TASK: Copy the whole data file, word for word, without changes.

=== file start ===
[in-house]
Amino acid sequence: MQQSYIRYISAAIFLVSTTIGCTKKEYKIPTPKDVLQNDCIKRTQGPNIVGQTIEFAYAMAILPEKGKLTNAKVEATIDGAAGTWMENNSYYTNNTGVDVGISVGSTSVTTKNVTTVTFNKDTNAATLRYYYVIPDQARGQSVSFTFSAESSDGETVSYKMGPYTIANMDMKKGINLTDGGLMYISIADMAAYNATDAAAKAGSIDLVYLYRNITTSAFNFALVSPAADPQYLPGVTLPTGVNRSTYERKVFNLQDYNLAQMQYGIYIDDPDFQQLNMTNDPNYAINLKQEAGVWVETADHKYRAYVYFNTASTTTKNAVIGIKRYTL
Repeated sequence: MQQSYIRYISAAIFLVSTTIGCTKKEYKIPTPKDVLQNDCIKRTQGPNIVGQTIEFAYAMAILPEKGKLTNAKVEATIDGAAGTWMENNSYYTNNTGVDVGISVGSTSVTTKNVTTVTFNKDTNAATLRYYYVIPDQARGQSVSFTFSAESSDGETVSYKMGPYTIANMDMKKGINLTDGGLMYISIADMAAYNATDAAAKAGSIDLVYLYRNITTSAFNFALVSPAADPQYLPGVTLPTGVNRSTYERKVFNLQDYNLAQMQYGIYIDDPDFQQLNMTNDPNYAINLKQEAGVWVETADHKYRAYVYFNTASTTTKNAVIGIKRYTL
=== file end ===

[in-house]
Amino acid sequence: MQQSYIRYISAAIFLVSTTIGCTKKEYKIPTPKDVLQNDCIKRTQGPNIVGQTIEFAYAMAILPEKGKLTNAKVEATIDGAAGTWMENNSYYTNNTGVDVGISVGSTSVTTKNVTTVTFNKDTNAATLRYYYVIPDQARGQSVSFTFSAESSDGETVSYKMGPYTIANMDMKKGINLTDGGLMYISIADMAAYNATDAAAKAGSIDLVYLYRNITTSAFNFALVSPAADPQYLPGVTLPTGVNRSTYERKVFNLQDYNLAQMQYGIYIDDPDFQQLNMTNDPNYAINLKQEAGVWVETADHKYRAYVYFNTASTTTKNAVIGIKRYTL
Repeated sequence: MQQSYIRYISAAIFLVSTTIGCTKKEYKIPTPKDVLQNDCIKRTQGPNIVGQTIEFAYAMAILPEKGKLTNAKVEATIDGAAGTWMENNSYYTNNTGVDVGISVGSTSVTTKNVTTVTFNKDTNAATLRYYYVIPDQARGQSVSFTFSAESSDGETVSYKMGPYTIANMDMKKGINLTDGGLMYISIADMAAYNATDAAAKAGSIDLVYLYRNITTSAFNFALVSPAADPQYLPGVTLPTGVNRSTYERKVFNLQDYNLAQMQYGIYIDDPDFQQLNMTNDPNYAINLKQEAGVWVETADHKYRAYVYFNTASTTTKNAVIGIKRYTL